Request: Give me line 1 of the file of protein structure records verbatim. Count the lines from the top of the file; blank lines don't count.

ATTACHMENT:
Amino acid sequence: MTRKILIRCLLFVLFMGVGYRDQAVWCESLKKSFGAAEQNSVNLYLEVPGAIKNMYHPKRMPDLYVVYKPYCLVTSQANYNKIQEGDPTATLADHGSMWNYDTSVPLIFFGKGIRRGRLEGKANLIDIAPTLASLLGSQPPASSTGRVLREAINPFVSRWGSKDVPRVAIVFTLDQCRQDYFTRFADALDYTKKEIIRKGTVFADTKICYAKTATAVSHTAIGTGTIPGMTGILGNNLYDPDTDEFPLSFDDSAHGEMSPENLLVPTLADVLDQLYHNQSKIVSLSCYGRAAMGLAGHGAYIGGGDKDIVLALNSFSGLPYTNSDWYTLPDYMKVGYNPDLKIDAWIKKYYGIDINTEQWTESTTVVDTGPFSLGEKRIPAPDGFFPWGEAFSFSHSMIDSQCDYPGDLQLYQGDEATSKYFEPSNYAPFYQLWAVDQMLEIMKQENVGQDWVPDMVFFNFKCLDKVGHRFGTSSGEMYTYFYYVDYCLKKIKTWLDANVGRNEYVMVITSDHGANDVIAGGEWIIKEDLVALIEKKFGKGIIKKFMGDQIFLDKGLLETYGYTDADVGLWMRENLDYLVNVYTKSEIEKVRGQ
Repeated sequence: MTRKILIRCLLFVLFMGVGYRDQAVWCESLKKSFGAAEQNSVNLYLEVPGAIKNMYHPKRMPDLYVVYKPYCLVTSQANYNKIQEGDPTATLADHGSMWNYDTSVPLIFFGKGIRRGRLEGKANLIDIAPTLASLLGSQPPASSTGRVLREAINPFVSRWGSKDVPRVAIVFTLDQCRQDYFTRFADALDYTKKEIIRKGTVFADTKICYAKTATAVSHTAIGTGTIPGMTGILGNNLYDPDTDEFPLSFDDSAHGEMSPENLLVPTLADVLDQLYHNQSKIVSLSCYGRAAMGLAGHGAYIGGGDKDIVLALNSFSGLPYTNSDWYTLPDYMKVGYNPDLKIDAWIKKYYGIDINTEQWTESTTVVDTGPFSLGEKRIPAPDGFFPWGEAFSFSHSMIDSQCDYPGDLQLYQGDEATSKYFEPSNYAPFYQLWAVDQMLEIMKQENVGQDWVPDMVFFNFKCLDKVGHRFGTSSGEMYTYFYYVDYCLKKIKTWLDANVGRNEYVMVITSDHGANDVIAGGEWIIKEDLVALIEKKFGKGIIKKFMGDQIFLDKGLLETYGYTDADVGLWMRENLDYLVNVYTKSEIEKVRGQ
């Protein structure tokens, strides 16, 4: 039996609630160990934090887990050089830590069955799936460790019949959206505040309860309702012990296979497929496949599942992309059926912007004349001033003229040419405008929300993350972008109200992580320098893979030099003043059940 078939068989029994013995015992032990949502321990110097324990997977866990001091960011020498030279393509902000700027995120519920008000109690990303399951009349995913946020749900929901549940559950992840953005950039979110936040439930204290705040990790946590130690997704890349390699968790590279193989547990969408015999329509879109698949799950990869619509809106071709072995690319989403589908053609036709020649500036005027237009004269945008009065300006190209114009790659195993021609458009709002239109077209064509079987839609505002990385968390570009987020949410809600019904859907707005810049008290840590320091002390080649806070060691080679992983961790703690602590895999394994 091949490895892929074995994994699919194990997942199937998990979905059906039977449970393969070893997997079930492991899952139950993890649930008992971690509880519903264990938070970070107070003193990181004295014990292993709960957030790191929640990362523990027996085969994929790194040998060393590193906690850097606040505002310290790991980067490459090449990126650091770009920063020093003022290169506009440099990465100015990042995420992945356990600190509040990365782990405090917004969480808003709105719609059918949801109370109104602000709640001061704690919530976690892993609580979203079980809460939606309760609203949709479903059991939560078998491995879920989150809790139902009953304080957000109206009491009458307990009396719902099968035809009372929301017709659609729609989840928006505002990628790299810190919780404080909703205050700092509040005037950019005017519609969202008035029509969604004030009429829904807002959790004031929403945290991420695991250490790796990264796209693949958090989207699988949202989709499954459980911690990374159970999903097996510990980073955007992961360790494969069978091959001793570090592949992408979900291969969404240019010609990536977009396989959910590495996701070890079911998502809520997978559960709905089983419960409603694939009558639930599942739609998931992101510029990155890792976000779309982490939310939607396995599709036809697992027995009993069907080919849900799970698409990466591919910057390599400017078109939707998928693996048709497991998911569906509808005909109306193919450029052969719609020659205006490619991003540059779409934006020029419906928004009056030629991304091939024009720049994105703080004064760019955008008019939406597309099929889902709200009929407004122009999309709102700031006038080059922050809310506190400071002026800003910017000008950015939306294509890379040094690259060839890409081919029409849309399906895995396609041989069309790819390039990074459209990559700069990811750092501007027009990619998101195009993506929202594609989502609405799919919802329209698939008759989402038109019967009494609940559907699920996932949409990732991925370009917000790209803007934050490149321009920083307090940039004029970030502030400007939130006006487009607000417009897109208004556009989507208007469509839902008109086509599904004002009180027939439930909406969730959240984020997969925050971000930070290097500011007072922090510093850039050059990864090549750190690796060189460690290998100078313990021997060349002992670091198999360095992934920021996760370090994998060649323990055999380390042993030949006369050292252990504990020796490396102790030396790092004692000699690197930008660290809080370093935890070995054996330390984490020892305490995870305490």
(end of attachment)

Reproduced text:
Amino acid sequence: MTRKILIRCLLFVLFMGVGYRDQAVWCESLKKSFGAAEQNSVNLYLEVPGAIKNMYHPKRMPDLYVVYKPYCLVTSQANYNKIQEGDPTATLADHGSMWNYDTSVPLIFFGKGIRRGRLEGKANLIDIAPTLASLLGSQPPASSTGRVLREAINPFVSRWGSKDVPRVAIVFTLDQCRQDYFTRFADALDYTKKEIIRKGTVFADTKICYAKTATAVSHTAIGTGTIPGMTGILGNNLYDPDTDEFPLSFDDSAHGEMSPENLLVPTLADVLDQLYHNQSKIVSLSCYGRAAMGLAGHGAYIGGGDKDIVLALNSFSGLPYTNSDWYTLPDYMKVGYNPDLKIDAWIKKYYGIDINTEQWTESTTVVDTGPFSLGEKRIPAPDGFFPWGEAFSFSHSMIDSQCDYPGDLQLYQGDEATSKYFEPSNYAPFYQLWAVDQMLEIMKQENVGQDWVPDMVFFNFKCLDKVGHRFGTSSGEMYTYFYYVDYCLKKIKTWLDANVGRNEYVMVITSDHGANDVIAGGEWIIKEDLVALIEKKFGKGIIKKFMGDQIFLDKGLLETYGYTDADVGLWMRENLDYLVNVYTKSEIEKVRGQ